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Arthur Labinjo-Hughes: Residents pay tribute to six-year-old at vigil

Dozens gathered outside the house in Cranmore Road in Solihull where the six-year-old was killed.
Balloons were released into the air (Jacob King/PA)

Balloons were released into the air (Jacob King/PA)

By Ted Hennessey, PA

Dozens of residents have paid a touching tribute to Arthur Labinjo-Hughes at a vigil.

On Sunday afternoon, a crowd gathered outside the house in Cranmore Road, Solihull, where the six-year-old was killed.

Organised by a local resident, the vigil saw people laying flowers, holding balloons and placing posters and banners paying tribute to Arthur at the property.

Arthur’s maternal grandmother Madeleine Halcrow could be seen wiping away tears at the vigil while wearing a T-shirt bearing his face.

The crowd lined the road before letting go of the balloons, some bearing messages, and applauding.

Residents, some with tears in their eyes, could be heard saying “bye Arthur” and “fly high always”.

Madeleine Halcrow was at the vigil (Jacob King/PA)

Madeleine Halcrow was at the vigil (Jacob King/PA)

They then formed a line outside the house before balloons, posters and flowers were placed around the property.

The words “You are loved Arthur” were put on the boarded-up window.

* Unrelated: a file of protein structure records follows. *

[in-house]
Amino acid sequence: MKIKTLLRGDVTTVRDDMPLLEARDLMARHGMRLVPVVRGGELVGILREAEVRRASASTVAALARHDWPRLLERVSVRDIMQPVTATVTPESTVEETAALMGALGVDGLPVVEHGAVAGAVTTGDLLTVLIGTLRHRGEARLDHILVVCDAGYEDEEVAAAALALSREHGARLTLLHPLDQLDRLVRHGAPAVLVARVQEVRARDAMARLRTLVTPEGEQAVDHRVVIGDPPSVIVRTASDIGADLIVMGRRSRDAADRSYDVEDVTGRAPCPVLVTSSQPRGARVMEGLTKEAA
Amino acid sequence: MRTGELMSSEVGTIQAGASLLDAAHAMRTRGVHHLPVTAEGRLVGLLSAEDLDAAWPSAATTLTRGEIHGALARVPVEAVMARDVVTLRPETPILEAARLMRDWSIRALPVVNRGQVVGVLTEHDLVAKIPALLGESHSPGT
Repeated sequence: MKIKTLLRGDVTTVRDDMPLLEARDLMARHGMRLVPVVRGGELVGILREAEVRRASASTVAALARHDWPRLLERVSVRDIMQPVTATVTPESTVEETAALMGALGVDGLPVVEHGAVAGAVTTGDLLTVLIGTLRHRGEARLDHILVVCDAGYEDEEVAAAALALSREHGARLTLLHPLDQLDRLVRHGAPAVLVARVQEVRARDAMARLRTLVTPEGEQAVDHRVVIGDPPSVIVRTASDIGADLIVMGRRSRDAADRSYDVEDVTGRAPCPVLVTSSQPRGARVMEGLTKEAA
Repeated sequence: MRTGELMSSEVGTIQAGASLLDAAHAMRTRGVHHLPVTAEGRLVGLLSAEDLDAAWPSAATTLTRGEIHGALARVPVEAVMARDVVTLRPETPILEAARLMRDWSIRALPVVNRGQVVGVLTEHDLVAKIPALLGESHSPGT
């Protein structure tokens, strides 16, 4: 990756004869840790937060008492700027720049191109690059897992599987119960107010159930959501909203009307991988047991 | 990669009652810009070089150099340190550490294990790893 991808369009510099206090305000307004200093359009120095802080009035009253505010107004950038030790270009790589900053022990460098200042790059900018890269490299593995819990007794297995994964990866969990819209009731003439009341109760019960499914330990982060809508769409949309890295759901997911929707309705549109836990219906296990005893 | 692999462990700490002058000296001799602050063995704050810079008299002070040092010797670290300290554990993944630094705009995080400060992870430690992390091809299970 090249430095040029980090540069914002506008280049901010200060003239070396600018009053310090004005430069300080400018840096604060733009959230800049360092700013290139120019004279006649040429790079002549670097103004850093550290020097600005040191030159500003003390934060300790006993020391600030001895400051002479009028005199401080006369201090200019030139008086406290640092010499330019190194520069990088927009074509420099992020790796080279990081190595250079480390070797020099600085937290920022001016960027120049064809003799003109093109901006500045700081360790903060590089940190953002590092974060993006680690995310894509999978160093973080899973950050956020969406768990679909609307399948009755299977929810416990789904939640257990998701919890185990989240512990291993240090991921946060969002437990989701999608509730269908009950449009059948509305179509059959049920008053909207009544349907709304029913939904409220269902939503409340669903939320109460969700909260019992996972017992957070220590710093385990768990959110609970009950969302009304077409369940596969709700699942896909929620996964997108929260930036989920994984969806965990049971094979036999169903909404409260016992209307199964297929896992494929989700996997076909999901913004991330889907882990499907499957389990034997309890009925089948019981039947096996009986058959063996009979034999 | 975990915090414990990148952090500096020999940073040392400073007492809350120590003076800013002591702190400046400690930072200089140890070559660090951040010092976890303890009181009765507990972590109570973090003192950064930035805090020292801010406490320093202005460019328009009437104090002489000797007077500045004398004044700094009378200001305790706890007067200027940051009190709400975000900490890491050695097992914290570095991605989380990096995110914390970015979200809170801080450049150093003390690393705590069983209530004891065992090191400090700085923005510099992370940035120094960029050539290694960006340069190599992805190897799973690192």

A Birmingham City flag was also placed at the scene, along with a picture of Arthur.

Flowers were laid at the scene (Jacob King/PA)

Flowers were laid at the scene (Jacob King/PA)

Stepmother Emma Tustin, 32, was jailed for life at Coventry Crown Court on Friday, with a minimum term of 29 years, after being found guilty of the six-year-old’s murder while his father, Thomas Hughes, 29, was sentenced to 21 years for manslaughter.

The Government has announced a major review into the circumstances which led to the murder, aiming to determine what improvements are needed by the agencies that came into contact with Arthur before his death.

The National Child Safeguarding Practice Review Panel will lead the review and will provide additional support to Solihull Children’s Safeguarding Partnership.

Banners were placed on the property (Jacob King/PA)

Banners were placed on the property (Jacob King/PA)

It emerged in court the boy had been seen by social workers just two months before his death, but they concluded there were “no safeguarding concerns”.


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